12 Grade and Standard 2 nd - Ask and answer such questions as who, what, where, when, why, and how to demonstrate understanding of key details in a text. 3 rd - Ask and answer questions to demonstrate understanding of a text, referring explicitly to the text as the basis for the answers. 4 th - Refer to details and examples in a text when explaining what the text says explicitly and when drawing inferences from the text. 5 th - Quote accurately from a text when explaining what the text says explicitly and when drawing inferences from the text. Change in Expectation Ask and answer such questions as who, what, where, when, why, and how to demonstrate understanding of key details in a text. Ask and answer questions to demonstrate understanding of a text, referring explicitly to the text as the basis for the answers. Refer to details and examples in a text when explaining what the text says explicitly and when drawing inferences from the text. Quote accurately from a text when explaining what the text says explicitly and when drawing inferences from the text. 12

13 Grade and Standard 5 th - Quote accurately from a text when explaining what the text says explicitly and when drawing inferences from the text. 6 th - Cite textual evidence to support analysis of what the text says explicitly as well as inferences drawn from the text. 7 th - Cite several pieces of textual evidence to support analysis of what the text says explicitly as well as inferences drawn from the text. 8 th - Cite the textual evidence that most strongly supports an analysis of what the text says explicitly as well as inferences drawn from the text. Change in Expectation Quote accurately from a text when explaining what the text says explicitly and when drawing inferences from the text. Cite textual evidence to support analysis of what the text says explicitly as well as inferences drawn from the text. Cite several pieces of textual evidence to support analysis of what the text says explicitly as well as inferences drawn from the text. Cite the textual evidence that most strongly supports an analysis of what the text says explicitly as well as inferences drawn from the text. 13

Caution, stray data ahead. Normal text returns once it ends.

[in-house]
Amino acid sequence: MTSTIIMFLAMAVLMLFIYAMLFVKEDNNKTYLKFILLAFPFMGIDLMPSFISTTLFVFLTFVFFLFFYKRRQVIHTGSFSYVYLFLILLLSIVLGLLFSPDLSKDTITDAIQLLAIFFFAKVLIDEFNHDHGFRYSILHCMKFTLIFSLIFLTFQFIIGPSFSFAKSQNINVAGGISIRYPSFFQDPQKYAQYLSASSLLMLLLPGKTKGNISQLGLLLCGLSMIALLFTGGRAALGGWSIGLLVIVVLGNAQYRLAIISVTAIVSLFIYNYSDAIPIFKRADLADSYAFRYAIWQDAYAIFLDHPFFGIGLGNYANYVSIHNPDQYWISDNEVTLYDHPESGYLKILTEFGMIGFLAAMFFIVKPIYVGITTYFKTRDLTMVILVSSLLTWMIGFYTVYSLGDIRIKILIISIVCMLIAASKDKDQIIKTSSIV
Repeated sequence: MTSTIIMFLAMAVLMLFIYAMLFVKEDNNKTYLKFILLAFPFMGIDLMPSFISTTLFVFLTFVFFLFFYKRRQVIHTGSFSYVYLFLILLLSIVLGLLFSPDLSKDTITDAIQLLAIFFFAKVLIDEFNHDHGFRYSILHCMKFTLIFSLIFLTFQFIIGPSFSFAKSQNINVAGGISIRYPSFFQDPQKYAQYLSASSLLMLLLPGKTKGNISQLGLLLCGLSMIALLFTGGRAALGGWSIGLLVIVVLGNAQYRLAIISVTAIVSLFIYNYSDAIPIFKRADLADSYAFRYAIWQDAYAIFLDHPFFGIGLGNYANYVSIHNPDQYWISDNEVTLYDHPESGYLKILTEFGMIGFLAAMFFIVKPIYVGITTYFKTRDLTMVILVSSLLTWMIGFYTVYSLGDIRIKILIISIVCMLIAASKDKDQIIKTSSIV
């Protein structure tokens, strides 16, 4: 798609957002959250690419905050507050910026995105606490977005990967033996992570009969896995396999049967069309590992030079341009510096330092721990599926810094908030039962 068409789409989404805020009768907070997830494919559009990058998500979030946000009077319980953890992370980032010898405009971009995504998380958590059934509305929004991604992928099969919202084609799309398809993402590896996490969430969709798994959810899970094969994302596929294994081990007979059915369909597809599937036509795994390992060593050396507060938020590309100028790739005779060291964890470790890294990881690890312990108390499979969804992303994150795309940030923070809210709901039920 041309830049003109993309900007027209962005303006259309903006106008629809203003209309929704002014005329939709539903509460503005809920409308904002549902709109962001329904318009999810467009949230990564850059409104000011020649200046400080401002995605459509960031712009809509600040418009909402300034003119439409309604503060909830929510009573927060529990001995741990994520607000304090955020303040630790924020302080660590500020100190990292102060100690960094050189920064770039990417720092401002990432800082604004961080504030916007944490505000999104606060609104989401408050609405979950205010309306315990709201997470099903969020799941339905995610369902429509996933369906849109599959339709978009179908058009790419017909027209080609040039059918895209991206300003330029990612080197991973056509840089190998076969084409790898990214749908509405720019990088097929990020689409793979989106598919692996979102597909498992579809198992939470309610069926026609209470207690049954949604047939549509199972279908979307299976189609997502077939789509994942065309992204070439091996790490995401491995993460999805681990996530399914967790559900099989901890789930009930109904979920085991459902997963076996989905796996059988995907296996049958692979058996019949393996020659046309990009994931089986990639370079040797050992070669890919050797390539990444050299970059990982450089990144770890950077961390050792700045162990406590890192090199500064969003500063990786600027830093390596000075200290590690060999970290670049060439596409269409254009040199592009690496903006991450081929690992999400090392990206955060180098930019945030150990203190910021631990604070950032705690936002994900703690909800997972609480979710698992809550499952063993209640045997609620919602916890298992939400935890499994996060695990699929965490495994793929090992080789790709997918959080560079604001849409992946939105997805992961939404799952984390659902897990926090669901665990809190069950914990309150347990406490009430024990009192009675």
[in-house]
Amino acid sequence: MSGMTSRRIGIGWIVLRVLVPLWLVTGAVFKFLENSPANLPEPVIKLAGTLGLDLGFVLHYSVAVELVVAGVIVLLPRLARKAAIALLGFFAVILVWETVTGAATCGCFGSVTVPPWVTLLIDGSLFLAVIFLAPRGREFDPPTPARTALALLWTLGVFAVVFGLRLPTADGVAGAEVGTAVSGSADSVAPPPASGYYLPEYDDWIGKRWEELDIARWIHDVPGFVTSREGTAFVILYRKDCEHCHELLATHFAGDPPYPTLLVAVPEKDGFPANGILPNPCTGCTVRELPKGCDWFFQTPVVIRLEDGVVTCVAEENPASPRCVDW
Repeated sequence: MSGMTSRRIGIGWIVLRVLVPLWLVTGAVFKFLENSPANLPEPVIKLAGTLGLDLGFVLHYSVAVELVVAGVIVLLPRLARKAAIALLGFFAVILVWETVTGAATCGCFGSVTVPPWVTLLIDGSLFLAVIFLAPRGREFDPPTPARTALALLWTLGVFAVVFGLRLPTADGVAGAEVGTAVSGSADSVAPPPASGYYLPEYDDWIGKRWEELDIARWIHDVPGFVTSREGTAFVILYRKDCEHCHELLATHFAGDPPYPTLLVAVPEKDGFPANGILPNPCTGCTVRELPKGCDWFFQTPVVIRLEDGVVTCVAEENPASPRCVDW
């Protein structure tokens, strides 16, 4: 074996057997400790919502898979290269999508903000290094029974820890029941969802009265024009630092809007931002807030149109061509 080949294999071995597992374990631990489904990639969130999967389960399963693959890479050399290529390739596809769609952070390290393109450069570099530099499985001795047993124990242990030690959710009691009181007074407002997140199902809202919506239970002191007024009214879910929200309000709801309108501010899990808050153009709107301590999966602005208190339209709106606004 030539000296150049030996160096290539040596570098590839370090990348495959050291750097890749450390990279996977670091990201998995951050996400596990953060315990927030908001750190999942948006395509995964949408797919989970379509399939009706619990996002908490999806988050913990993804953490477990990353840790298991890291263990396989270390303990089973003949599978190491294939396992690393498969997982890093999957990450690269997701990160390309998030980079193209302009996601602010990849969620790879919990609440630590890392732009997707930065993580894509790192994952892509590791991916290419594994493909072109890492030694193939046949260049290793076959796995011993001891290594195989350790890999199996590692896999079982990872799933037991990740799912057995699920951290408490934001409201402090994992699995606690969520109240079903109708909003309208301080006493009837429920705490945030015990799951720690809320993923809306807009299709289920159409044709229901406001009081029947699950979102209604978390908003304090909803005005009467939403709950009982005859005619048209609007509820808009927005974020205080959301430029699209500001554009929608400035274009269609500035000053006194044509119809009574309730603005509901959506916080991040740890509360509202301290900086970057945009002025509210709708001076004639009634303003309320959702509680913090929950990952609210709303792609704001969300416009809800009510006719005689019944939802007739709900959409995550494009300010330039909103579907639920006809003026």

14 Grade and Standard 8 th - Cite the textual evidence that most strongly supports an analysis of what the text says explicitly as well as inferences drawn from the text. 9 th and 10 th - Cite strong and thorough textual evidence to support analysis of what the text says explicitly as well as inferences drawn from the text. 11 th and 12 th - Cite strong and thorough textual evidence to support analysis of what the text says explicitly as well as inferences drawn from the text, including determining where the text leaves matters uncertain. Change in Expectation Cite the textual evidence that most strongly supports an analysis of what the text says explicitly as well as inferences drawn from the text. Cite strong and thorough textual evidence to support analysis of what the text says explicitly as well as inferences drawn from the text. Cite strong and thorough textual evidence to support analysis of what the text says explicitly as well as inferences drawn from the text, including determining where the text leaves matters uncertain. 14

15 Identify Specific Grade Level Demands In small groups, highlight the changes in expectations in Writing Standard 1. 15

16 Writing Standard 1 Anchor Standard: Write arguments to support claims in an analysis of substantive topics or texts, using valid reasoning and relevant and sufficient evidence. 16